This means, if you have a Spotlight Camera and a Ring doorbell, it’s going to cost you £50 per year, which is a lot for a two-camera system.
The rival D-Link system is more generous, with the free tier offering 24 hours of clip storage and support for up to three cameras, and a year of premium cloud storage. It costs £22.99 per year afterwards for week-long clip storage. Plus there’s the option to record to USB storage, cutting out the cloud entirely if you want.
Either way, after three years of paying the subscription on two Ring cameras, you’ll be looking at a much higher price overall than going with D-Link, somewhat negating the appeal of the camera’s lower initial price.
Ring Spotlight Camera review: Performance
In fairness, there’s no spotlight or doorbell option yet with the D-Link system and, until then, the Ring system stands alone. And it does work pretty well, too.
The battery lasts more than a month per charge – and don’t forget you can add a second battery. The two strips of LED security lights flanking the camera lens are bright and illuminate the area around the camera for around ten metres.
I wasn’t hugely impressed with the quality of the video from the Spotlight Camera. Although it captures at 1080p the footage is somewhat blotchy and muddy. The benchmark in this sector is the Nest IQ and Hello doorbell cameras, which capture far cleaner, clearer and sharper footage. The Ring’s is poor by comparison.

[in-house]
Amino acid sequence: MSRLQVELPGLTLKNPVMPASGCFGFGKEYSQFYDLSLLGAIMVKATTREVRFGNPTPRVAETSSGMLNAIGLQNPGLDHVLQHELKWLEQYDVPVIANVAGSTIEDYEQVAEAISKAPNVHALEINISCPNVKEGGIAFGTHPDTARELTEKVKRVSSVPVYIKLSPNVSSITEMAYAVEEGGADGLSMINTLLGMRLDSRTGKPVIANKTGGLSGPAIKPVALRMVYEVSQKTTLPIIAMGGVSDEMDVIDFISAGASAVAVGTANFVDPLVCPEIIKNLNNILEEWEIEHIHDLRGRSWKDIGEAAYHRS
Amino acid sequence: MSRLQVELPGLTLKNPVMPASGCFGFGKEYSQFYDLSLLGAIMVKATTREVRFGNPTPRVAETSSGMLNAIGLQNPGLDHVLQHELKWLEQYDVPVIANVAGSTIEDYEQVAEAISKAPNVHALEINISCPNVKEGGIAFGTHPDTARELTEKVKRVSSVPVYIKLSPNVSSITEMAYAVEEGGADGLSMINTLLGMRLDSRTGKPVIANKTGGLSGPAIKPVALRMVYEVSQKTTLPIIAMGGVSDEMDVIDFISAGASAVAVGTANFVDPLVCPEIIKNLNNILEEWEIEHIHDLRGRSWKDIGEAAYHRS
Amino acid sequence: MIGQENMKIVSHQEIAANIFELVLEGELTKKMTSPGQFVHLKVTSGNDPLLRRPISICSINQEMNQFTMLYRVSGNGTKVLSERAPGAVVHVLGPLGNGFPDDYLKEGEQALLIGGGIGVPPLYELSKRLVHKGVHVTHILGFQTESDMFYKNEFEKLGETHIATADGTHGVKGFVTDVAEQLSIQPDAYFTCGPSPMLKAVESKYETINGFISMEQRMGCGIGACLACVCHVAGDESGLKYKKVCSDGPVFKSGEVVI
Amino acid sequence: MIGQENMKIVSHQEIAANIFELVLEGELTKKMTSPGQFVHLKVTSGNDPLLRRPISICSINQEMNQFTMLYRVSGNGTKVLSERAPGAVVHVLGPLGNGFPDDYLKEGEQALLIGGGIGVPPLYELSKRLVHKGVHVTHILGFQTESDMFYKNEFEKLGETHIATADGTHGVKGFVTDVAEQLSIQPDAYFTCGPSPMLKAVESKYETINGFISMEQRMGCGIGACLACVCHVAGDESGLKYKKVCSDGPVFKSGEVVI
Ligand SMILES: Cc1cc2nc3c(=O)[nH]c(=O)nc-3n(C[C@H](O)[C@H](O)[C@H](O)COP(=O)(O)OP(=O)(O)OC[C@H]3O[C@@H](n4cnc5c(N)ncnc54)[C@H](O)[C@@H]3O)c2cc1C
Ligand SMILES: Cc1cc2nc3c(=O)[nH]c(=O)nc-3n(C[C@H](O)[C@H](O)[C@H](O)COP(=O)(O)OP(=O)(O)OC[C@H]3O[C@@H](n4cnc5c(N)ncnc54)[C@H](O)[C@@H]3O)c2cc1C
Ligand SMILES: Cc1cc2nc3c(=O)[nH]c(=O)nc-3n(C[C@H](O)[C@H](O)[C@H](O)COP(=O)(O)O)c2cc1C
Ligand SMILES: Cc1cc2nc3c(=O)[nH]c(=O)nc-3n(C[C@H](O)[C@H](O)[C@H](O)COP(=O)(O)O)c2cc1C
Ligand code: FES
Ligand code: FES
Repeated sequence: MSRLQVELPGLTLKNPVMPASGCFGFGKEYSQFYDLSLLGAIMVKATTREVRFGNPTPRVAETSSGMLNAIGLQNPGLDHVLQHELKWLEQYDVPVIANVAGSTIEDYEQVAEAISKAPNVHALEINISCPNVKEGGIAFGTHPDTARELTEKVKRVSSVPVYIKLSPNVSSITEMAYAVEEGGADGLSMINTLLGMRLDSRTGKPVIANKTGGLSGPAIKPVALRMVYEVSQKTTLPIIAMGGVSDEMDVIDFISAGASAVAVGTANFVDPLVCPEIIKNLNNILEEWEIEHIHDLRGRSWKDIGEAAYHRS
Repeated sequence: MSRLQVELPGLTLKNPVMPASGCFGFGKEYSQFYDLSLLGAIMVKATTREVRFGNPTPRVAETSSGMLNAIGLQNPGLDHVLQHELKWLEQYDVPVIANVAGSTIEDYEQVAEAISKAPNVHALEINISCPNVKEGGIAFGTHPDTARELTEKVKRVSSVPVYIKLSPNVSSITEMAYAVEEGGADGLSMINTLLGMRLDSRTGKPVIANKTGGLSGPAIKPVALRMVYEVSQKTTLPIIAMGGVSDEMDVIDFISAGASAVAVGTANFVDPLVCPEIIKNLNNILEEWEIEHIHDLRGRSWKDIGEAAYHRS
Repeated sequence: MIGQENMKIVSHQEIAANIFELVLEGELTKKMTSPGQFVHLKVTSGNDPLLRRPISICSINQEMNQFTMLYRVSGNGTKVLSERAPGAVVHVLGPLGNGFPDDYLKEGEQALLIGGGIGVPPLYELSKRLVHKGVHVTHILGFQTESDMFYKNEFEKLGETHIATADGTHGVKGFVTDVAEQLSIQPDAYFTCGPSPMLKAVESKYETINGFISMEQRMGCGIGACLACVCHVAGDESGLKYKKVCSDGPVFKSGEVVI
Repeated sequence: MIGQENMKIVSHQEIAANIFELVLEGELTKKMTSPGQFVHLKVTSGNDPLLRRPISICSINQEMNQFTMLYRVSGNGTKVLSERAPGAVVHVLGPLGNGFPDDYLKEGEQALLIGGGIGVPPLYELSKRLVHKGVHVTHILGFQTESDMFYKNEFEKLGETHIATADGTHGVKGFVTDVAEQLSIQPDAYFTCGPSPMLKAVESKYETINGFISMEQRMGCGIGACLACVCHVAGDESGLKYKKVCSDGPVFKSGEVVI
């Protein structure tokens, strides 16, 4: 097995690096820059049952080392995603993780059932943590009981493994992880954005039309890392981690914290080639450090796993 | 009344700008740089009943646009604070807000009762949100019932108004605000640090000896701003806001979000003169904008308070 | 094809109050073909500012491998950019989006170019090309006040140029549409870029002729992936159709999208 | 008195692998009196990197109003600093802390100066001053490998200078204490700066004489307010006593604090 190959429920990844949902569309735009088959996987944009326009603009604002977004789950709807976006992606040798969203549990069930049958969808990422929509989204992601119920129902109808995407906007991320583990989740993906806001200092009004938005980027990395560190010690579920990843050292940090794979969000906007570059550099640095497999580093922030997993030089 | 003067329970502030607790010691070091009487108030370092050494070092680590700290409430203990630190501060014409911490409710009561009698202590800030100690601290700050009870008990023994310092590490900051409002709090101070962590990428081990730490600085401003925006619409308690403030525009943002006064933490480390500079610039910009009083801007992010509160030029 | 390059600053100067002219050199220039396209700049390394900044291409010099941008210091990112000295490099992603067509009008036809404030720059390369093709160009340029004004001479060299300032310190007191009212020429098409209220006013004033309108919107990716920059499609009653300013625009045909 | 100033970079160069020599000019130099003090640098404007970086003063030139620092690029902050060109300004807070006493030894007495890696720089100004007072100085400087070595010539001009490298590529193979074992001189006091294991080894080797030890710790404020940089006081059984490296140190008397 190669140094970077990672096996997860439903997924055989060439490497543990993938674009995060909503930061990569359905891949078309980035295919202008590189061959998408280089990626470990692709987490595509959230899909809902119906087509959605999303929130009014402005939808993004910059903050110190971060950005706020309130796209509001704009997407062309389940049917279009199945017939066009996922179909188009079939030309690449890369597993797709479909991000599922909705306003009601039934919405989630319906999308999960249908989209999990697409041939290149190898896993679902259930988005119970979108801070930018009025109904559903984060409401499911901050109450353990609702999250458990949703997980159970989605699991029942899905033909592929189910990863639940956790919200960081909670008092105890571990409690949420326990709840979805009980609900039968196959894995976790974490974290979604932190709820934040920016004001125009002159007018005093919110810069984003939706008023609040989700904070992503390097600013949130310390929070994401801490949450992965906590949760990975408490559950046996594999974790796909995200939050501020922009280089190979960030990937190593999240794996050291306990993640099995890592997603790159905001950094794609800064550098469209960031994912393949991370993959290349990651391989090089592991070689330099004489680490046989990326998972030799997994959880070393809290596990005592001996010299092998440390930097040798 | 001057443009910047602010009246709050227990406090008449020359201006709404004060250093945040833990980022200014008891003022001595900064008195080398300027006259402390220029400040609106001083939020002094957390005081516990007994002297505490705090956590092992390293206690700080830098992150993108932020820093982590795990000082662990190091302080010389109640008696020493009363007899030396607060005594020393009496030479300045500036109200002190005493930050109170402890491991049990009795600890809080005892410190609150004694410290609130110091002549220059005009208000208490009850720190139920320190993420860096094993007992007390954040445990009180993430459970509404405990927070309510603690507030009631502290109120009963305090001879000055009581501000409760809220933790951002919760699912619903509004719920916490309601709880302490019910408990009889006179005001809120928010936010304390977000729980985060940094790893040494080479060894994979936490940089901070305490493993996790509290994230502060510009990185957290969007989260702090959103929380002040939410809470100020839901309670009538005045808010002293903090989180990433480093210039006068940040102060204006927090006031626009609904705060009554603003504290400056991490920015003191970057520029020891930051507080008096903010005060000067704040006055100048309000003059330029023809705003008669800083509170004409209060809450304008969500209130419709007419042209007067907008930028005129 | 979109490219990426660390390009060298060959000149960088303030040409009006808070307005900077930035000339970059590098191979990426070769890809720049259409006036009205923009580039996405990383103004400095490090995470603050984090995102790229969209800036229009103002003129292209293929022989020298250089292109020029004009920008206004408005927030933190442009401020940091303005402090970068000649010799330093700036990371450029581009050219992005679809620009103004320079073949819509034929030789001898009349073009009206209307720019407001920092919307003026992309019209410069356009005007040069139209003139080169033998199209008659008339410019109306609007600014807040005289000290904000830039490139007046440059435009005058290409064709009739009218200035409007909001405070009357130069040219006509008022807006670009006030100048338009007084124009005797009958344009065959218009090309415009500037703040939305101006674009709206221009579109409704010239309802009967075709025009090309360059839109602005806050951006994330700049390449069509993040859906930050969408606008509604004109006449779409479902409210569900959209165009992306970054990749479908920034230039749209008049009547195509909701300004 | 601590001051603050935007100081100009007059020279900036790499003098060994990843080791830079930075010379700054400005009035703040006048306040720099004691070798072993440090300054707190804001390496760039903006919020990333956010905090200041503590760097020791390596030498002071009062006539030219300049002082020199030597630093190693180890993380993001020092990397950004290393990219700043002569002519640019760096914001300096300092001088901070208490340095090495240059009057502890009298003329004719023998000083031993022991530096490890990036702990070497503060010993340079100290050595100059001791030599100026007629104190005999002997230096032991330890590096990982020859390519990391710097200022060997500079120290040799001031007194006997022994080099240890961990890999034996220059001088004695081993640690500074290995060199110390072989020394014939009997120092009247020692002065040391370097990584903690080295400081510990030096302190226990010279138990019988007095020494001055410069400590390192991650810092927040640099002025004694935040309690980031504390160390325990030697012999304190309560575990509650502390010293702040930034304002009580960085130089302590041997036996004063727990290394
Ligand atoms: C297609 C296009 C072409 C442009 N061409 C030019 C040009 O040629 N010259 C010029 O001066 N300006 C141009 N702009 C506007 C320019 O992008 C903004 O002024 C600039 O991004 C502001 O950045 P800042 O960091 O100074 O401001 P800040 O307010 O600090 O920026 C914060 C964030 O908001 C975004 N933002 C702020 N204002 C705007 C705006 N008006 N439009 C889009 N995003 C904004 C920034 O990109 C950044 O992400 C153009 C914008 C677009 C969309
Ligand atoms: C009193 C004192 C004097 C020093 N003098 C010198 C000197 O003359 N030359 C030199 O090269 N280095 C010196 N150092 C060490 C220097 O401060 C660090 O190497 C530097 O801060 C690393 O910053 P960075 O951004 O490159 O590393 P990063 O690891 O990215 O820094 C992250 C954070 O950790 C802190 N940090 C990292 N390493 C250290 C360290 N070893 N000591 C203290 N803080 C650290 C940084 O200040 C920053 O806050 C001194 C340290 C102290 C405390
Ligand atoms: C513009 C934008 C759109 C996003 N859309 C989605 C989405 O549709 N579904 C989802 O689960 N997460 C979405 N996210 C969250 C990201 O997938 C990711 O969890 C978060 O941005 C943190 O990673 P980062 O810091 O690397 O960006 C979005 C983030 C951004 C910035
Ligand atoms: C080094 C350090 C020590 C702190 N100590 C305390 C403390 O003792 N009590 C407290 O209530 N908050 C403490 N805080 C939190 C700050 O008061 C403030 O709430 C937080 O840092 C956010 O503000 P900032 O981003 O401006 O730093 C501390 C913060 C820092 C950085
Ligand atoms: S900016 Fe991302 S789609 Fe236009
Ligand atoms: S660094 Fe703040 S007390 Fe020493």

I’d also like more control over where the camera looks for motion. The app allows you to restrict both the range of this detection and the direction, but you can’t always fine-tune it in the way you would want. Traditional IP cameras allow users to draw boxes around areas to detect motion in, which would be a more effective system here.
Having said all that, there’s nothing fundamentally wrong with the camera or the footage it produces. It does the job of recording motion as well as could be expected and hasn’t missed anything obvious while I’ve been testing it. I was able to recognise the faces of people approaching it, day and night, and both email and app-based alerts were issued in a timely fashion. The live feed pops up reliably and quickly, too, which is something I’ve experienced problems with on other camera systems.
Ring Spotlight Camera review: Verdict
Overall, it’s a cautious thumbs up for the Ring Spotlight Camera. It’s easy to install and setup, doesn’t require an extra hub to be attached to your router and is powered by an easy-to-charge lithium-ion battery.
If you already have a Ring doorbell, it integrates nicely with the rest of the system, plus, the camera itself is very reasonably priced, especially as it also doubles as a security light and offers twin battery bays.
The caveat is that Ring’s subscription prices will hit you in the pocket harder than rivals, and especially if you want to run more than one camera.